Jun 18, 2016 Teacher Training 1886 Views
As a teacher I am well aware that many students do not hear what is said but what they want or expect to hear, and many times they hear nothing at all. This is particularly true when it comes to graded assignments. Students have expectations about what assignments will be given and how they will be graded; they continue to hold these expectations regardless of what is actually assigned.
To improve your results, you need to be clear about what is expected. This clarity is needed for several aspects of the assignment. If it is missing, your chances of doing well are severely limited, if not entirely gone.
Getting the Assignment
The first place clarity is needed is when the assignment is given. You need to understand three different aspects of the assignment: content, format, and timing. Content clarity is when you make sure that you understand what the assignment is about. The instructor expects you to ask questions, either when the assignment is given or afterwards, to make sure you understand what is expected, so go ahead and ask. Format clarity is understanding what has to be submitted. How is this work to be submitted? What must it look like? Finally, timing clarity is about the due date and any late work policies that are involved.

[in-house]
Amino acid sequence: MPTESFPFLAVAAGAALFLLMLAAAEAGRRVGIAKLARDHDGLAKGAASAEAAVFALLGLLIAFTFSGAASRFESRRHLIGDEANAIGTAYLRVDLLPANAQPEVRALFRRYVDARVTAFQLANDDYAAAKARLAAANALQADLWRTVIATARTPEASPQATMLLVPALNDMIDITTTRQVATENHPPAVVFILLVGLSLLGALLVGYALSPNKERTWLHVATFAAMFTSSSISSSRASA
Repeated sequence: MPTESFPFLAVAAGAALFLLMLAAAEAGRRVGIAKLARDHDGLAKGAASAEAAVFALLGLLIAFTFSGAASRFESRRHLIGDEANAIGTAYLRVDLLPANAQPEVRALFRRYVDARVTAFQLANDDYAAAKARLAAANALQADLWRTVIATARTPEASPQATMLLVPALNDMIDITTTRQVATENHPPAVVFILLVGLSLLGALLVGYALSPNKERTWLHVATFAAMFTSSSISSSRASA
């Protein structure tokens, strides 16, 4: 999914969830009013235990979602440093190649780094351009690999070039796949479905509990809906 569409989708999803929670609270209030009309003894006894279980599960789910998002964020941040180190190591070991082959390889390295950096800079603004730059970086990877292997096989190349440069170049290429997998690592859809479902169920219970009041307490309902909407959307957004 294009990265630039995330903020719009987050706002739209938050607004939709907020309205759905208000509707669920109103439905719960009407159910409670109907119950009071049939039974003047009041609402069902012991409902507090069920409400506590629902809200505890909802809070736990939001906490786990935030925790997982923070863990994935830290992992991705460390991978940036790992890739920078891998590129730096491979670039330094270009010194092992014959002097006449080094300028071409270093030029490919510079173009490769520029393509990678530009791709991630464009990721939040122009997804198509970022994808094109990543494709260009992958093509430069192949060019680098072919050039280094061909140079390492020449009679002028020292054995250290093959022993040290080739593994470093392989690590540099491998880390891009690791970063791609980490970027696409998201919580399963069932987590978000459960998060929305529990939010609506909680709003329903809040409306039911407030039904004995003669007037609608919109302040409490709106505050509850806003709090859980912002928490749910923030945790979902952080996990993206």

The number one tool for getting assignment clarity is questions. If you are at all confused, ask and ask often. Another way to verify your comprehension is to reword the assignment. Restate the content, the format, and the deadline to the instructor, who can then clear up any confusions. Finally, write the assignment out on a separate piece of paper, even if the instructor gives you a handout. Writing is an excellent tool for clarity.
Understanding the Work
After you have the assignment and before you start to work on it, write out what has to be done. What do you have to learn, what needs to be included? What do you have to create, and how is this done? What are your resources, including time and energy? How important is this particular assignment compared to other work that has to be done?
When you have written down the answers to these questions, you can check your understanding by visiting your instructor either in office hours or before/after class. Again, as an instructor myself I welcome a student who comes to me with this preliminary work. Such a student is much more likely to succeed both in this particular assignment and in the course.
Making a Plan
After you know what has to be done you can create a plan. When are you going to start working? When are you going to do the research, the writing, the editing? How long is each going to take? Planning can really help you by eliminating surprises.
Once you create a plan, work it. A plan is no good if it only lives on paper; the effectiveness of the plan is measured by the actions you take. As the saying goes, "Plan your work and work your plan."
Nothing will guarantee success. But clarity is an effective tool to increase your odds of success in everything you do, including academic work.